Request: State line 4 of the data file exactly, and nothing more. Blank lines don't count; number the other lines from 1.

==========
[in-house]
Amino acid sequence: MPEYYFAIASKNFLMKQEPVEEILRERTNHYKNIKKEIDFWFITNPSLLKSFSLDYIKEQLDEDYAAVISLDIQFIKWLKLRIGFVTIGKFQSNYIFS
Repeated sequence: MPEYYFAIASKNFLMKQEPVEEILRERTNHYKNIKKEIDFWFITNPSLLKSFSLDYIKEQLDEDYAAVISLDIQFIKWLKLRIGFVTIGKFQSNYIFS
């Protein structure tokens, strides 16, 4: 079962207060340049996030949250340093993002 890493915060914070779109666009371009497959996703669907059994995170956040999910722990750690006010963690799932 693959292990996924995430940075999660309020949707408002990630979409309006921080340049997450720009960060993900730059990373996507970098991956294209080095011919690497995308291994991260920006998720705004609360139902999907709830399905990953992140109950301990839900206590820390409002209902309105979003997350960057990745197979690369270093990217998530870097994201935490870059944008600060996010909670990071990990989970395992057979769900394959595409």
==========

């Protein structure tokens, strides 16, 4: 079962207060340049996030949250340093993002 890493915060914070779109666009371009497959996703669907059994995170956040999910722990750690006010963690799932 693959292990996924995430940075999660309020949707408002990630979409309006921080340049997450720009960060993900730059990373996507970098991956294209080095011919690497995308291994991260920006998720705004609360139902999907709830399905990953992140109950301990839900206590820390409002209902309105979003997350960057990745197979690369270093990217998530870097994201935490870059944008600060996010909670990071990990989970395992057979769900394959595409």